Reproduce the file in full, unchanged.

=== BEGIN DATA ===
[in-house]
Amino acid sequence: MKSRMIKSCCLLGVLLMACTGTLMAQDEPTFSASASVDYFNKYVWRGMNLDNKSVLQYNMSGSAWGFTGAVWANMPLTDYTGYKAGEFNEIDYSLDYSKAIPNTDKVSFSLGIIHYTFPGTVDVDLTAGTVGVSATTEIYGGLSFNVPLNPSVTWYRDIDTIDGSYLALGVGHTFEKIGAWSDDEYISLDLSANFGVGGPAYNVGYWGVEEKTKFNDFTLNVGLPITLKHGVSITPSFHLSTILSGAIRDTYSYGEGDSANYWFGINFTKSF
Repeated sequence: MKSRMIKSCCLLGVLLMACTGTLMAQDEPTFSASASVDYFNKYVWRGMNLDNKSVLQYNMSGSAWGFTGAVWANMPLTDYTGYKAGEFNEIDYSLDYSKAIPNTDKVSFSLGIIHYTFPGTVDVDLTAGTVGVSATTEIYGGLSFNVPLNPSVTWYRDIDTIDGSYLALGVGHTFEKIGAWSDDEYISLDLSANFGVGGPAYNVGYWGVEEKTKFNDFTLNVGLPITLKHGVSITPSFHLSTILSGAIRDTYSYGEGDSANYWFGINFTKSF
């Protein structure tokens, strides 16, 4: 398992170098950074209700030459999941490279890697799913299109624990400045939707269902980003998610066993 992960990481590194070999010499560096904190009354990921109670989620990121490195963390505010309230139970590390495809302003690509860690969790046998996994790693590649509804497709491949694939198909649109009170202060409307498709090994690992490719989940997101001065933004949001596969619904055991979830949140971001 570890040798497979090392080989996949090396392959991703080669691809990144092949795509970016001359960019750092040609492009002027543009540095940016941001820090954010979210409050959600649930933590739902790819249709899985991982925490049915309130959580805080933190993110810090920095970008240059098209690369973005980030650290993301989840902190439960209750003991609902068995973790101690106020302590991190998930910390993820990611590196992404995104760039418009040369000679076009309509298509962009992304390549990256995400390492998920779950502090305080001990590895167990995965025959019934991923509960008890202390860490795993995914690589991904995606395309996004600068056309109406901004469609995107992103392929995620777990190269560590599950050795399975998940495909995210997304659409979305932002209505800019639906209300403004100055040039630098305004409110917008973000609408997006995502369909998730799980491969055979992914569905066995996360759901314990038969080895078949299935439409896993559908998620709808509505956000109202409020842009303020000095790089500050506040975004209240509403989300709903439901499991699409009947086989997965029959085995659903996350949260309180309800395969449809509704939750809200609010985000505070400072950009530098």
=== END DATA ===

[in-house]
Amino acid sequence: MKSRMIKSCCLLGVLLMACTGTLMAQDEPTFSASASVDYFNKYVWRGMNLDNKSVLQYNMSGSAWGFTGAVWANMPLTDYTGYKAGEFNEIDYSLDYSKAIPNTDKVSFSLGIIHYTFPGTVDVDLTAGTVGVSATTEIYGGLSFNVPLNPSVTWYRDIDTIDGSYLALGVGHTFEKIGAWSDDEYISLDLSANFGVGGPAYNVGYWGVEEKTKFNDFTLNVGLPITLKHGVSITPSFHLSTILSGAIRDTYSYGEGDSANYWFGINFTKSF
Repeated sequence: MKSRMIKSCCLLGVLLMACTGTLMAQDEPTFSASASVDYFNKYVWRGMNLDNKSVLQYNMSGSAWGFTGAVWANMPLTDYTGYKAGEFNEIDYSLDYSKAIPNTDKVSFSLGIIHYTFPGTVDVDLTAGTVGVSATTEIYGGLSFNVPLNPSVTWYRDIDTIDGSYLALGVGHTFEKIGAWSDDEYISLDLSANFGVGGPAYNVGYWGVEEKTKFNDFTLNVGLPITLKHGVSITPSFHLSTILSGAIRDTYSYGEGDSANYWFGINFTKSF
């Protein structure tokens, strides 16, 4: 398992170098950074209700030459999941490279890697799913299109624990400045939707269902980003998610066993 992960990481590194070999010499560096904190009354990921109670989620990121490195963390505010309230139970590390495809302003690509860690969790046998996994790693590649509804497709491949694939198909649109009170202060409307498709090994690992490719989940997101001065933004949001596969619904055991979830949140971001 570890040798497979090392080989996949090396392959991703080669691809990144092949795509970016001359960019750092040609492009002027543009540095940016941001820090954010979210409050959600649930933590739902790819249709899985991982925490049915309130959580805080933190993110810090920095970008240059098209690369973005980030650290993301989840902190439960209750003991609902068995973790101690106020302590991190998930910390993820990611590196992404995104760039418009040369000679076009309509298509962009992304390549990256995400390492998920779950502090305080001990590895167990995965025959019934991923509960008890202390860490795993995914690589991904995606395309996004600068056309109406901004469609995107992103392929995620777990190269560590599950050795399975998940495909995210997304659409979305932002209505800019639906209300403004100055040039630098305004409110917008973000609408997006995502369909998730799980491969055979992914569905066995996360759901314990038969080895078949299935439409896993559908998620709808509505956000109202409020842009303020000095790089500050506040975004209240509403989300709903439901499991699409009947086989997965029959085995659903996350949260309180309800395969449809509704939750809200609010985000505070400072950009530098």